Published in US journal Science, the study from researchers Kiwamu Nishida and Ryota Takagi from the the National Research Institute for Earth Science and Disaster Prevention in Japan announced scientists "successfully detected not only P wave microseisms triggered by a severe and distant North Atlantic storm, known as a weather bomb, but also S wave microseisms, too.”
“S waves” refer to secondary waves, which are slow and move only through rock, not liquid.
"The discovery marks the first time scientists have observed… an S wave microseism,” the study reported.
The researchers found that a faint tremor originated from a small, but strong storm in the North Atlantic, known as a "weather bomb.” The storm occurred between Greenland and Iceland, and caused groups of waves to bombard the ocean floor.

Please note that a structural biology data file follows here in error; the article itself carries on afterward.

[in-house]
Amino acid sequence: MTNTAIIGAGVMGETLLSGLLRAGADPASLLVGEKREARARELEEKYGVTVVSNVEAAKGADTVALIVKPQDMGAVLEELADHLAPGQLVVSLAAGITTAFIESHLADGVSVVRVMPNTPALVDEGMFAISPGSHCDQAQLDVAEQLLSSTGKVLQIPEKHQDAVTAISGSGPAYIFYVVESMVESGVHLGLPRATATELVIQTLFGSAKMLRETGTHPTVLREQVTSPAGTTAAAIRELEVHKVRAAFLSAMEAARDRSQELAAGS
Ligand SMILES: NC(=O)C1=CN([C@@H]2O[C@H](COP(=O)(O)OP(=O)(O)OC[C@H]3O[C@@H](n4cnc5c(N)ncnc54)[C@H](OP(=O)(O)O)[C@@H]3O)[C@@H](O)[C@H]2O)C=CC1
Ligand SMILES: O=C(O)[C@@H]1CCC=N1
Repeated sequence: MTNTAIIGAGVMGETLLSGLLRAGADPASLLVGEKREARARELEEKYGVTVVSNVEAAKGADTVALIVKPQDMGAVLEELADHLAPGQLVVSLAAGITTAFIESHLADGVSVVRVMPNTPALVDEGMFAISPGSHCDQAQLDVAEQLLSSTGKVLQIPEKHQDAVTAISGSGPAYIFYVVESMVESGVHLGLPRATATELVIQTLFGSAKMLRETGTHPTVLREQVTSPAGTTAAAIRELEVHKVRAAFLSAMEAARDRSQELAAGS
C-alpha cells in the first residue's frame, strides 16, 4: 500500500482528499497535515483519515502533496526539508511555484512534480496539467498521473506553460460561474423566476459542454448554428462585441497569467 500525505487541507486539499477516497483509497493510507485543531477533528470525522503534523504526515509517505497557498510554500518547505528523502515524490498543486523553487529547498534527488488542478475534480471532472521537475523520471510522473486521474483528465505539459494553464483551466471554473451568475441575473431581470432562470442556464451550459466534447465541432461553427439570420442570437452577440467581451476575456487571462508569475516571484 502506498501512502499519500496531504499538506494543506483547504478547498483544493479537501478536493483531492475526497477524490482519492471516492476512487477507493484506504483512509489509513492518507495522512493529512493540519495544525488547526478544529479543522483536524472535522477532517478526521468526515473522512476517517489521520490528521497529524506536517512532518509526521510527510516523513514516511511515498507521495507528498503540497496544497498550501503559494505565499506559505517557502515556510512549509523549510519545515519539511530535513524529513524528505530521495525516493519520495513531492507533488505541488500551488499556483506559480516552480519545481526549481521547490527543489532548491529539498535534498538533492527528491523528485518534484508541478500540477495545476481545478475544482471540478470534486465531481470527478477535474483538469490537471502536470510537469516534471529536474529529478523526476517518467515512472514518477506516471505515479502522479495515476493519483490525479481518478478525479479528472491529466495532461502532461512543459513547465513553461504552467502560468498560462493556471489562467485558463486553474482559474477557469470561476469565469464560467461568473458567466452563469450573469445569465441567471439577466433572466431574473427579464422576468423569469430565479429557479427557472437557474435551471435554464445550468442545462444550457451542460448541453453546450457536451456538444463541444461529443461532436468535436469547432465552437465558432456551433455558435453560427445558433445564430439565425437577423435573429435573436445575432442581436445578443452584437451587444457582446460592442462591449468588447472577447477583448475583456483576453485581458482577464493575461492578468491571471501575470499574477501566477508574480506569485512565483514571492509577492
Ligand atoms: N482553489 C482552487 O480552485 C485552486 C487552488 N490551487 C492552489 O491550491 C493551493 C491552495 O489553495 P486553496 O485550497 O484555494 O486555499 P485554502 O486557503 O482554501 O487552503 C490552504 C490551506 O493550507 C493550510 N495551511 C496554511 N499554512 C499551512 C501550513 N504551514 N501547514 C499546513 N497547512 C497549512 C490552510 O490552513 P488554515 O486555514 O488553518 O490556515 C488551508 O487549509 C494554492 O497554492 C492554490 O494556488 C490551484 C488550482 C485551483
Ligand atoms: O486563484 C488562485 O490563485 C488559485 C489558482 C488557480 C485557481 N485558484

The S wave tremors were detected by land- and sea-based seismic equipment typically used to measure earthquakes in the Earth’s crust, AFP reported.
In an article accompanying the study, Peter Gerstoft and Peter Bromirski of the University of California, San Diego, explained that the finding "gives seismologists a new tool with which to study Earth's deeper structure,” and that learning more about the waves may "add to our understanding of the deeper crust and upper mantle structure."